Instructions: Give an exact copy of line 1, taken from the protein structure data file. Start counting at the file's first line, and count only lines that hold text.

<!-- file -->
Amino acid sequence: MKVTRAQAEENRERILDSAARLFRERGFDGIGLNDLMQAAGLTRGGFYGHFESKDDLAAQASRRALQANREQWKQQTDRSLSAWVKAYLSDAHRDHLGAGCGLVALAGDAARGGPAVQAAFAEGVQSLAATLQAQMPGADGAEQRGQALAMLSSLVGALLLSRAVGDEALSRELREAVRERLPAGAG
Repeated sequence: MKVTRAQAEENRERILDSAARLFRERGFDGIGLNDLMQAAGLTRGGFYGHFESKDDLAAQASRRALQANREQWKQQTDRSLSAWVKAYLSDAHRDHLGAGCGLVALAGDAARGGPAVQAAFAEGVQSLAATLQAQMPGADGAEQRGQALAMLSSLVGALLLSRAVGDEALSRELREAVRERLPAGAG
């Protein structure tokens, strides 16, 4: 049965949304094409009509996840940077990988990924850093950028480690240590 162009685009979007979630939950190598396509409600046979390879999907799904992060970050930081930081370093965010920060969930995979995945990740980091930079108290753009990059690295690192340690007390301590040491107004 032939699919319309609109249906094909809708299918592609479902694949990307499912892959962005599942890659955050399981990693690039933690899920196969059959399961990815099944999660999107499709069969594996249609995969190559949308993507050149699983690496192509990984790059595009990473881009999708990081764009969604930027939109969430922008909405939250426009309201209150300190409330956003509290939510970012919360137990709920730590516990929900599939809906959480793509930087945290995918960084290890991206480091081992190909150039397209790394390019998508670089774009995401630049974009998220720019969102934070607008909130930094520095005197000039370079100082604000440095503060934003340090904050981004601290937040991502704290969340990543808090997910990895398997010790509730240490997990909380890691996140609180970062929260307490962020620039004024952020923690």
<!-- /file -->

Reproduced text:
Amino acid sequence: MKVTRAQAEENRERILDSAARLFRERGFDGIGLNDLMQAAGLTRGGFYGHFESKDDLAAQASRRALQANREQWKQQTDRSLSAWVKAYLSDAHRDHLGAGCGLVALAGDAARGGPAVQAAFAEGVQSLAATLQAQMPGADGAEQRGQALAMLSSLVGALLLSRAVGDEALSRELREAVRERLPAGAG